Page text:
Call it football’s version of the butterfly effect if you like. But when when Manchester United’s opening English Premier League fixture was brought forward to a lunchtime kick off, the effect could be felt on the other side of the world. Most notably in Singapore where Italian champions Juventus had to switch their pre-season friendly to avoid a clash.
Juventus have finally woken from a two-decade long slumber during which they and their fellow Serie A outfits have concluded that to compete for the best players, they must also compete for a share of the lucrative Asian market.
“We all know where Serie A was in Southeast Asia back in 1995 to 2002, we know that it was a stronger league. Everywhere you were going you saw Serie A but we lost massively compared to English Premier League,” Nicola Verdun, Juventus’ head of global partnerships, told Reuters.
“All the clubs in the Premier League have been gaining. Even a smaller (English) club which has less interest, they have been seeing fans wearing their jerseys in this region because you can see their matches.”
Verdun said the Premier League’s ability to move fixtures at short notice and to schedule matches at a time that coincides with Asian prime time, helps it outperform Italy where all the big clashes are played in the evening when most of the continent is asleep.
United kick off their Premier League campaign against Swansea City on Saturday at 12:45 pm BST or 19:45 pm Singapore time.
It also was part of the reason Juventus’ fixture against a Singapore XI was moved forward two hours to 11:00 am BST
“You can’t compare an official Premier League game, even an official Serie A game, with a friendly game,” Verdun said.
“If we are coming in 10 years and we are going to play at the same time as a Premier League match and we are going to play a top European club then I would say maybe we can fight, in terms of audience.”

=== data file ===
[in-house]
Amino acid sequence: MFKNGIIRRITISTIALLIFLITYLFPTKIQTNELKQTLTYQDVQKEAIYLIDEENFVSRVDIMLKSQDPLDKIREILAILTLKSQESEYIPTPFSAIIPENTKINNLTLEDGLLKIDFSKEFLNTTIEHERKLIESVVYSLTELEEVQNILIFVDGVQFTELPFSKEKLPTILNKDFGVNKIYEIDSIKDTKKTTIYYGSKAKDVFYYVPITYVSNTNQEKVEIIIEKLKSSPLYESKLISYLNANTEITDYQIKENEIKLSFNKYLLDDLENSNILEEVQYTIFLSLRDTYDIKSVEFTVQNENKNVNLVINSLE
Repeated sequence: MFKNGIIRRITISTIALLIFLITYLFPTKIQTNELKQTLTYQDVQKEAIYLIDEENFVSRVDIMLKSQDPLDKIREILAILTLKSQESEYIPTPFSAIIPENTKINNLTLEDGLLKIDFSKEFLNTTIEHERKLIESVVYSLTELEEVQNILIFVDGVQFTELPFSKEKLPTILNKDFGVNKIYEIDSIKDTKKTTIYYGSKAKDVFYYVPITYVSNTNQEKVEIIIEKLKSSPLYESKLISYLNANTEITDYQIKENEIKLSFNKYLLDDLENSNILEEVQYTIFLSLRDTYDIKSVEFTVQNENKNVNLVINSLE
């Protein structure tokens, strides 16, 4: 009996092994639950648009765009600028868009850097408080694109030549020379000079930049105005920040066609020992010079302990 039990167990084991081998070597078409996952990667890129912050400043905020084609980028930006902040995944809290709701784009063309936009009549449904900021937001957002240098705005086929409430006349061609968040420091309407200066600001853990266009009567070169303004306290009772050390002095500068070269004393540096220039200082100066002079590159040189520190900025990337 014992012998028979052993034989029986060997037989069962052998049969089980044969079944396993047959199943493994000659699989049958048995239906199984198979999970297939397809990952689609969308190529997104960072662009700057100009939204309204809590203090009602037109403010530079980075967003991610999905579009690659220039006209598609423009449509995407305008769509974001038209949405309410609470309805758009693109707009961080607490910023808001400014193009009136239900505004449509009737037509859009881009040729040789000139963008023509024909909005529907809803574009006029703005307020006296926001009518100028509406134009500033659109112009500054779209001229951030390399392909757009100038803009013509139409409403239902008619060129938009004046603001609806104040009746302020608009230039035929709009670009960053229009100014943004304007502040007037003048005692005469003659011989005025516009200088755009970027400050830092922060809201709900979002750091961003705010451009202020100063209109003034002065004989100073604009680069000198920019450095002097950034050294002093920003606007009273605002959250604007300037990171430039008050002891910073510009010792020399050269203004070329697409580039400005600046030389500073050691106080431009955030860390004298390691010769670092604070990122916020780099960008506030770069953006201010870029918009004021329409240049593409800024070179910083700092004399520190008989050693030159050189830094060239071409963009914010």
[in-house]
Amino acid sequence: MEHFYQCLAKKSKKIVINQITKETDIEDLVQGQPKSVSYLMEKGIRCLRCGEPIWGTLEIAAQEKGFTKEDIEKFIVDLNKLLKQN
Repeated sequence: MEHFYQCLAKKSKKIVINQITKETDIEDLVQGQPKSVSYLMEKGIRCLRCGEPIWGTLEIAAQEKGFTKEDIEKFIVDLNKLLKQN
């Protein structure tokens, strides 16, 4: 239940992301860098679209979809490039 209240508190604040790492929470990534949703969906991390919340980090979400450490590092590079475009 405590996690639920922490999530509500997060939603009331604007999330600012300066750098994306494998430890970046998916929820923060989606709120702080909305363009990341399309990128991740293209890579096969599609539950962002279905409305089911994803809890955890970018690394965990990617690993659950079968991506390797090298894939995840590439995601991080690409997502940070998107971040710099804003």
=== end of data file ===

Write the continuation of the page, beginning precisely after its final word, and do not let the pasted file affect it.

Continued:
That assertion is debatable, not least when Chelsea and Manchester United have offices in the region, while Manchester City extended their reach by buying an Australian club.
Juventus, Italy’s most successful club – historically and in recent seasons – appear to have realised, somewhat belatedly, that they must be proactive if they wish to take a share of the market.
“We might look into a joint venture with other local clubs within the league, like maybe a Japanese club in terms of exchanging information about sports perspective and marketing and maybe playing a game together,” Verdun said.
“In terms of what Manchester City have been doing I think it’s quite unique, they made a calculation of what was the outcome of buying an Australian football club. We never thought about that.”
Verdun also questioned the role of Italy’s Serie A, suggesting that the league was not doing enough to help promote the interests of the clubs.
“The league is definitely not doing enough because if they were doing enough and we are where we are today we have a major problem,” he continued. “So we need to have a league that is for the interest of all the clubs.
“But we are not a market that is used to making big changes straight away.
“At the end we all want to make more money, to pay them, to buy top players and to do that you need to activate your programmes in the market and engage with fans.”
The Singapore visit comes after trips to Australia and Indonesia and, were it not for Roma playing in the Champions League qualifiers, a trip to China for the Italian Super Cup against the Italian Cup winners, had been on the itinerary.
“Absolutely from a commercial market perspective, it’s always a balance to find a solution that works for all and you need to get used to it,” Verdun said.
“That is key (Serie A working together). Compared to La Liga, Barcelona and Real Madrid go and sell tv rights in any market they want and it’s up to them what they want to do.
“For us we are not allowed to because it is the right of the league so we have to work with the league and the other clubs to become stronger.”